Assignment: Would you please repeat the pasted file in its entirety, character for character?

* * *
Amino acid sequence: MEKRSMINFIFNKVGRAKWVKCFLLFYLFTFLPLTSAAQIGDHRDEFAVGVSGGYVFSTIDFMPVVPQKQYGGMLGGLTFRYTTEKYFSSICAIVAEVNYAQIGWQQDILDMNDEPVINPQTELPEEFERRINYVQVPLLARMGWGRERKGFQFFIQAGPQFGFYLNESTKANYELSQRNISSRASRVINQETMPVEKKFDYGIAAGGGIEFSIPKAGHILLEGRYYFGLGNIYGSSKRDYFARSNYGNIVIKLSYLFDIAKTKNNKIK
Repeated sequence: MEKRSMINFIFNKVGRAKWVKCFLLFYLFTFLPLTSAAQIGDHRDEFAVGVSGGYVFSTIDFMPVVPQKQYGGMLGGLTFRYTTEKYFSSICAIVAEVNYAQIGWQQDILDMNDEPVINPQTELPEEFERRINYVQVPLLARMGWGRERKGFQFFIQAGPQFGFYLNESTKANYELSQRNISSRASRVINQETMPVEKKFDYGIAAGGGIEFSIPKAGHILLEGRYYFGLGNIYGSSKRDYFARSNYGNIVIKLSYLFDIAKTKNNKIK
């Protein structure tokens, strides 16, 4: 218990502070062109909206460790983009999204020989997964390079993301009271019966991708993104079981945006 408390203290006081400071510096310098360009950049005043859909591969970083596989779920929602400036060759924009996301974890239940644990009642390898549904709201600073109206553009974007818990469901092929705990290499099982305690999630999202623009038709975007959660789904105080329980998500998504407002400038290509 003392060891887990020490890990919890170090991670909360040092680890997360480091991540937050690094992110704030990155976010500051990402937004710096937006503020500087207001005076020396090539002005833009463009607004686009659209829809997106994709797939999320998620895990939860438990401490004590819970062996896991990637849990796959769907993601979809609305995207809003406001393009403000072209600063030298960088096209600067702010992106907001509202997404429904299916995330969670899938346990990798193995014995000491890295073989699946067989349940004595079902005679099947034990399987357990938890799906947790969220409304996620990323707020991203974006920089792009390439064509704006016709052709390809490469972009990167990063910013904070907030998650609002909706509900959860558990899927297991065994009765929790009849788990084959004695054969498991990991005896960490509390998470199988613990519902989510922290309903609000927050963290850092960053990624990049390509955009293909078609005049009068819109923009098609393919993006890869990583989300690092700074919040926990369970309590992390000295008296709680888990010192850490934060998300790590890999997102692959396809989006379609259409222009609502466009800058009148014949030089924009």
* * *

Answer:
Amino acid sequence: MEKRSMINFIFNKVGRAKWVKCFLLFYLFTFLPLTSAAQIGDHRDEFAVGVSGGYVFSTIDFMPVVPQKQYGGMLGGLTFRYTTEKYFSSICAIVAEVNYAQIGWQQDILDMNDEPVINPQTELPEEFERRINYVQVPLLARMGWGRERKGFQFFIQAGPQFGFYLNESTKANYELSQRNISSRASRVINQETMPVEKKFDYGIAAGGGIEFSIPKAGHILLEGRYYFGLGNIYGSSKRDYFARSNYGNIVIKLSYLFDIAKTKNNKIK
Repeated sequence: MEKRSMINFIFNKVGRAKWVKCFLLFYLFTFLPLTSAAQIGDHRDEFAVGVSGGYVFSTIDFMPVVPQKQYGGMLGGLTFRYTTEKYFSSICAIVAEVNYAQIGWQQDILDMNDEPVINPQTELPEEFERRINYVQVPLLARMGWGRERKGFQFFIQAGPQFGFYLNESTKANYELSQRNISSRASRVINQETMPVEKKFDYGIAAGGGIEFSIPKAGHILLEGRYYFGLGNIYGSSKRDYFARSNYGNIVIKLSYLFDIAKTKNNKIK
């Protein structure tokens, strides 16, 4: 218990502070062109909206460790983009999204020989997964390079993301009271019966991708993104079981945006 408390203290006081400071510096310098360009950049005043859909591969970083596989779920929602400036060759924009996301974890239940644990009642390898549904709201600073109206553009974007818990469901092929705990290499099982305690999630999202623009038709975007959660789904105080329980998500998504407002400038290509 003392060891887990020490890990919890170090991670909360040092680890997360480091991540937050690094992110704030990155976010500051990402937004710096937006503020500087207001005076020396090539002005833009463009607004686009659209829809997106994709797939999320998620895990939860438990401490004590819970062996896991990637849990796959769907993601979809609305995207809003406001393009403000072209600063030298960088096209600067702010992106907001509202997404429904299916995330969670899938346990990798193995014995000491890295073989699946067989349940004595079902005679099947034990399987357990938890799906947790969220409304996620990323707020991203974006920089792009390439064509704006016709052709390809490469972009990167990063910013904070907030998650609002909706509900959860558990899927297991065994009765929790009849788990084959004695054969498991990991005896960490509390998470199988613990519902989510922290309903609000927050963290850092960053990624990049390509955009293909078609005049009068819109923009098609393919993006890869990583989300690092700074919040926990369970309590992390000295008296709680888990010192850490934060998300790590890999997102692959396809989006379609259409222009609502466009800058009148014949030089924009």